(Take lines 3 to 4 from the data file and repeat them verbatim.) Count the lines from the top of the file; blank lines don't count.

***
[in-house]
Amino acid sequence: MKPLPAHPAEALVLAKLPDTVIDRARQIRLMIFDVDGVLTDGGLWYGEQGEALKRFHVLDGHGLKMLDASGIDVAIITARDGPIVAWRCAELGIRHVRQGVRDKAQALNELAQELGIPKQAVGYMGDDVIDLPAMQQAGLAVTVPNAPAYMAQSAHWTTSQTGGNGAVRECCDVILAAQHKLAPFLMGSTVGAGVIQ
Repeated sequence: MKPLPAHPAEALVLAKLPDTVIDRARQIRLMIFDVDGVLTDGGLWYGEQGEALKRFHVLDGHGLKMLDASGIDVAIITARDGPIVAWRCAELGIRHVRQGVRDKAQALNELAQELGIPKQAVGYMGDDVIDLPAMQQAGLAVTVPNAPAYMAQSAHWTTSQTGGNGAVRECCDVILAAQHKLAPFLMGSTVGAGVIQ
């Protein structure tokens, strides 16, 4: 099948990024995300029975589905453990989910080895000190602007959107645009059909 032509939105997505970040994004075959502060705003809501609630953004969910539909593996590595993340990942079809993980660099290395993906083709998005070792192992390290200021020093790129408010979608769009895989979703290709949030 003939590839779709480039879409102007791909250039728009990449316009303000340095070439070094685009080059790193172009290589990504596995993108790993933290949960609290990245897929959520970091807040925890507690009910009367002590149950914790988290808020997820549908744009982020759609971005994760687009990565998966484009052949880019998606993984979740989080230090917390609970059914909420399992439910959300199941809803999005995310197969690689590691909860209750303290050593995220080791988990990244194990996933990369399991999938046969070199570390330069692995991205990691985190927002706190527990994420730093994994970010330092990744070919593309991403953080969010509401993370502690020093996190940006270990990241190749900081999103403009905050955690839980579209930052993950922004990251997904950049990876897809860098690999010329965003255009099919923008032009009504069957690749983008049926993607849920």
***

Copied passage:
Repeated sequence: MKPLPAHPAEALVLAKLPDTVIDRARQIRLMIFDVDGVLTDGGLWYGEQGEALKRFHVLDGHGLKMLDASGIDVAIITARDGPIVAWRCAELGIRHVRQGVRDKAQALNELAQELGIPKQAVGYMGDDVIDLPAMQQAGLAVTVPNAPAYMAQSAHWTTSQTGGNGAVRECCDVILAAQHKLAPFLMGSTVGAGVIQ
């Protein structure tokens, strides 16, 4: 099948990024995300029975589905453990989910080895000190602007959107645009059909 032509939105997505970040994004075959502060705003809501609630953004969910539909593996590595993340990942079809993980660099290395993906083709998005070792192992390290200021020093790129408010979608769009895989979703290709949030 003939590839779709480039879409102007791909250039728009990449316009303000340095070439070094685009080059790193172009290589990504596995993108790993933290949960609290990245897929959520970091807040925890507690009910009367002590149950914790988290808020997820549908744009982020759609971005994760687009990565998966484009052949880019998606993984979740989080230090917390609970059914909420399992439910959300199941809803999005995310197969690689590691909860209750303290050593995220080791988990990244194990996933990369399991999938046969070199570390330069692995991205990691985190927002706190527990994420730093994994970010330092990744070919593309991403953080969010509401993370502690020093996190940006270990990241190749900081999103403009905050955690839980579209930052993950922004990251997904950049990876897809860098690999010329965003255009099919923008032009009504069957690749983008049926993607849920």